As technology and work practices continually evolve, standards can fall behind. This asynchrony doesn’t have to be disastrous all the time, but if left unchecked, it can eventually invite problems.

Recently, the Occupational Safety and Health Administration (OSHA) took the necessary steps to rectify one such occurrence of a standard that was 40 years out of date.

In April, OSHA announced that it had issued a final rule on work performed on electric power generation, transmission and distribution. This rule also applies to electrical protective equipment. OSHA issued the previous rule in 1972.

The new rule addresses a number of issues. For example, the revised construction standard for electric power line work will now be more consistent with the corresponding general industry standard. It includes revised provisions for sharing safety-related information, improved fall protection, revised approach-distance requirements and better protection from electrical arcs. The rule also includes new, performance-oriented requirements for protective equipment and new standards for the use and care of such equipment.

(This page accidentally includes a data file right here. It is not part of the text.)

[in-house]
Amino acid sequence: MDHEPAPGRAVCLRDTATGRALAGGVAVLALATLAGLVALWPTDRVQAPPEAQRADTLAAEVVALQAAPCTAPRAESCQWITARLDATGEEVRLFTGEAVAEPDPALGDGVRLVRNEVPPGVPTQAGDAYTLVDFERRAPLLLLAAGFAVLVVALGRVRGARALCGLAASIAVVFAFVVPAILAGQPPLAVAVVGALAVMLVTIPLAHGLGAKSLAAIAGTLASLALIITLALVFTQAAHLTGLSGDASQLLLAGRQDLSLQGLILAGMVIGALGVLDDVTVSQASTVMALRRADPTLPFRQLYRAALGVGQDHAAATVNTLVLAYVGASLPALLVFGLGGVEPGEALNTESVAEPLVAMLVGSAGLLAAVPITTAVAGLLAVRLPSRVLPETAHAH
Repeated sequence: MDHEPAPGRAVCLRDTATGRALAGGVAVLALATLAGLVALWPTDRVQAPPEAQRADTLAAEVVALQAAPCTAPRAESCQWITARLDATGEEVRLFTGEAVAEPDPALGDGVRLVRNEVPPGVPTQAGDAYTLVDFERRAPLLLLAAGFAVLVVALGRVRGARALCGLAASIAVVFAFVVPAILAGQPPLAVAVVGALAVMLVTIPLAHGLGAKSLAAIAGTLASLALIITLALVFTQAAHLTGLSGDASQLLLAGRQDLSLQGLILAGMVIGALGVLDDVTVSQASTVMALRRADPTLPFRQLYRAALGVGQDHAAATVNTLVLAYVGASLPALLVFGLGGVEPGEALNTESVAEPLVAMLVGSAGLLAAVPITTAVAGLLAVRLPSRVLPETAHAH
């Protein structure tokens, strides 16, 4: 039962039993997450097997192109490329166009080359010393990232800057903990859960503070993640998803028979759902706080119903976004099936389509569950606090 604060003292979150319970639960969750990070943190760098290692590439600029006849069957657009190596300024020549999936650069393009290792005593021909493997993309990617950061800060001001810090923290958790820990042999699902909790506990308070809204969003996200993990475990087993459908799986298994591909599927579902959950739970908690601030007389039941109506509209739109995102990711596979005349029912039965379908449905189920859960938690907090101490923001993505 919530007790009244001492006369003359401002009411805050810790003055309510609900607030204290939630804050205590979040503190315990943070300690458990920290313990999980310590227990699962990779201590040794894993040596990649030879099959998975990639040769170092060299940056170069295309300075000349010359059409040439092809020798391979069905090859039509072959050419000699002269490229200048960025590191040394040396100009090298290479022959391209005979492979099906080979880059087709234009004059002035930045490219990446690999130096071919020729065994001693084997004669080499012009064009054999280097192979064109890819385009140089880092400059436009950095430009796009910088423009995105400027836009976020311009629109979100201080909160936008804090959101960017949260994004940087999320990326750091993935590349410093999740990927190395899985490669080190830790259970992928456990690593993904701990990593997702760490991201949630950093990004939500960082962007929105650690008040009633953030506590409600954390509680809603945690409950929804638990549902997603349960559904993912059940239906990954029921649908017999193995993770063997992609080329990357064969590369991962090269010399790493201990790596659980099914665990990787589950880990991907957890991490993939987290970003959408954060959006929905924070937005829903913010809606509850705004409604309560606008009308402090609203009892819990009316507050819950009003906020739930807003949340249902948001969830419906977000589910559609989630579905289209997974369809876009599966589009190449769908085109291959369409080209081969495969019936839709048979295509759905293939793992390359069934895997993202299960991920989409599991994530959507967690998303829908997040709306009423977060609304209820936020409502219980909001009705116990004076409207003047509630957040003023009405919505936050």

Other areas covered by the rule include guidelines for the training needed for different types of work, host employers and contractors, minimum insulation, de-energizing, protective grounding, undergrounded electrical installations and foot protection.

OSHA cited several examples of injury or death that had occurred. In one instance, an electric utility worker installing replacement batteries was seriously burned by an electrical arc. In another, a power line worker who was descending a utility pole fell about 10 meters to the ground, sustaining multiple bone fractures. Another power line worker was killed when his aerial lift was struck by a truck.

“The long-overdue update will save nearly 20 lives and 118 serious injuries annually,” said David Michaels, assistant secretary of labor for OSHA. He added that the measures have been “consistently championed” by utilities, contractors and labor organizations.

OSHA also predicts the rule will result in estimated monetized benefits of $179 million annually, with net benefits equal to about $130 million annually. 

The final rule will go into effect on July 10, 2014.